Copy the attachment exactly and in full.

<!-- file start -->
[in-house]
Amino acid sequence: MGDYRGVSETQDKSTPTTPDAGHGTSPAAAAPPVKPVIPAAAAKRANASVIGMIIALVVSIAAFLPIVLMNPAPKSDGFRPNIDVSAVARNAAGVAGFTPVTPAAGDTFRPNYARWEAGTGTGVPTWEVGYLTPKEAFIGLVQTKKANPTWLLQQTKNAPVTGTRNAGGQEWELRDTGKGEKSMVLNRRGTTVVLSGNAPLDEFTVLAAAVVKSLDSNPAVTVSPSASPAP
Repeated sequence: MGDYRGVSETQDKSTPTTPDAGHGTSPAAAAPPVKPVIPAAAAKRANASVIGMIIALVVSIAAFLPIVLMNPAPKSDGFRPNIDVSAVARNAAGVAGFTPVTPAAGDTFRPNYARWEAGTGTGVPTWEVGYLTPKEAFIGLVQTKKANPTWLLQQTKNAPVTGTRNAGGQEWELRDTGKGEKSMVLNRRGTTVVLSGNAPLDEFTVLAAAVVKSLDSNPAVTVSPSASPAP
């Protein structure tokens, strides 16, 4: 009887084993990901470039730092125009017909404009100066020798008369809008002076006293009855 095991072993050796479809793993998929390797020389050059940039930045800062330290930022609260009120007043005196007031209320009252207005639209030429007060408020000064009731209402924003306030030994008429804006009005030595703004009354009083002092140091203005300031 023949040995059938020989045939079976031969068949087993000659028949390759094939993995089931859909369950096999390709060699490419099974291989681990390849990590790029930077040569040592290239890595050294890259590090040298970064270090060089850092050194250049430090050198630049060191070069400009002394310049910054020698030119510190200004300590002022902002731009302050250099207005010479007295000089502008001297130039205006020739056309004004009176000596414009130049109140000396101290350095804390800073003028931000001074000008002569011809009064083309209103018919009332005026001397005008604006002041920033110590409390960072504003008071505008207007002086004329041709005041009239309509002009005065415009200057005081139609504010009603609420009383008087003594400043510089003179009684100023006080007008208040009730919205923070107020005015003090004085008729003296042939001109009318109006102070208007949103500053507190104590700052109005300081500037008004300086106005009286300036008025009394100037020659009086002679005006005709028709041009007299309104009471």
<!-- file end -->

[in-house]
Amino acid sequence: MGDYRGVSETQDKSTPTTPDAGHGTSPAAAAPPVKPVIPAAAAKRANASVIGMIIALVVSIAAFLPIVLMNPAPKSDGFRPNIDVSAVARNAAGVAGFTPVTPAAGDTFRPNYARWEAGTGTGVPTWEVGYLTPKEAFIGLVQTKKANPTWLLQQTKNAPVTGTRNAGGQEWELRDTGKGEKSMVLNRRGTTVVLSGNAPLDEFTVLAAAVVKSLDSNPAVTVSPSASPAP
Repeated sequence: MGDYRGVSETQDKSTPTTPDAGHGTSPAAAAPPVKPVIPAAAAKRANASVIGMIIALVVSIAAFLPIVLMNPAPKSDGFRPNIDVSAVARNAAGVAGFTPVTPAAGDTFRPNYARWEAGTGTGVPTWEVGYLTPKEAFIGLVQTKKANPTWLLQQTKNAPVTGTRNAGGQEWELRDTGKGEKSMVLNRRGTTVVLSGNAPLDEFTVLAAAVVKSLDSNPAVTVSPSASPAP
């Protein structure tokens, strides 16, 4: 009887084993990901470039730092125009017909404009100066020798008369809008002076006293009855 095991072993050796479809793993998929390797020389050059940039930045800062330290930022609260009120007043005196007031209320009252207005639209030429007060408020000064009731209402924003306030030994008429804006009005030595703004009354009083002092140091203005300031 023949040995059938020989045939079976031969068949087993000659028949390759094939993995089931859909369950096999390709060699490419099974291989681990390849990590790029930077040569040592290239890595050294890259590090040298970064270090060089850092050194250049430090050198630049060191070069400009002394310049910054020698030119510190200004300590002022902002731009302050250099207005010479007295000089502008001297130039205006020739056309004004009176000596414009130049109140000396101290350095804390800073003028931000001074000008002569011809009064083309209103018919009332005026001397005008604006002041920033110590409390960072504003008071505008207007002086004329041709005041009239309509002009005065415009200057005081139609504010009603609420009383008087003594400043510089003179009684100023006080007008208040009730919205923070107020005015003090004085008729003296042939001109009318109006102070208007949103500053507190104590700052109005300081500037008004300086106005009286300036008025009394100037020659009086002679005006005709028709041009007299309104009471």